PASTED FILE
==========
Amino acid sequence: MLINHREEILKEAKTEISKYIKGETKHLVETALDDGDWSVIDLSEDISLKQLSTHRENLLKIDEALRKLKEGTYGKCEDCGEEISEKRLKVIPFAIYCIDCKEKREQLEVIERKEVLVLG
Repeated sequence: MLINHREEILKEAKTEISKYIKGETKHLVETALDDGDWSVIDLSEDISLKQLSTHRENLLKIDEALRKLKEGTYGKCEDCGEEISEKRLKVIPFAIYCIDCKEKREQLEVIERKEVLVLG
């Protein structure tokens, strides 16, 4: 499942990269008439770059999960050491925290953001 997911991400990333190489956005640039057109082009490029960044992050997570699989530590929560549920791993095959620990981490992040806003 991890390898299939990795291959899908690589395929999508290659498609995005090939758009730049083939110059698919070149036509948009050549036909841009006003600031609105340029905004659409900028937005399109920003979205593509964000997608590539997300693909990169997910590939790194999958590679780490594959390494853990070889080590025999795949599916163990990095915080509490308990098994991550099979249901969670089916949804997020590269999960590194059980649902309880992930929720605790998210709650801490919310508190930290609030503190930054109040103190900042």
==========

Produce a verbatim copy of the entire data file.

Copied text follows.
Amino acid sequence: MLINHREEILKEAKTEISKYIKGETKHLVETALDDGDWSVIDLSEDISLKQLSTHRENLLKIDEALRKLKEGTYGKCEDCGEEISEKRLKVIPFAIYCIDCKEKREQLEVIERKEVLVLG
Repeated sequence: MLINHREEILKEAKTEISKYIKGETKHLVETALDDGDWSVIDLSEDISLKQLSTHRENLLKIDEALRKLKEGTYGKCEDCGEEISEKRLKVIPFAIYCIDCKEKREQLEVIERKEVLVLG
């Protein structure tokens, strides 16, 4: 499942990269008439770059999960050491925290953001 997911991400990333190489956005640039057109082009490029960044992050997570699989530590929560549920791993095959620990981490992040806003 991890390898299939990795291959899908690589395929999508290659498609995005090939758009730049083939110059698919070149036509948009050549036909841009006003600031609105340029905004659409900028937005399109920003979205593509964000997608590539997300693909990169997910590939790194999958590679780490594959390494853990070889080590025999795949599916163990990095915080509490308990098994991550099979249901969670089916949804997020590269999960590194059980649902309880992930929720605790998210709650801490919310508190930290609030503190930054109040103190900042």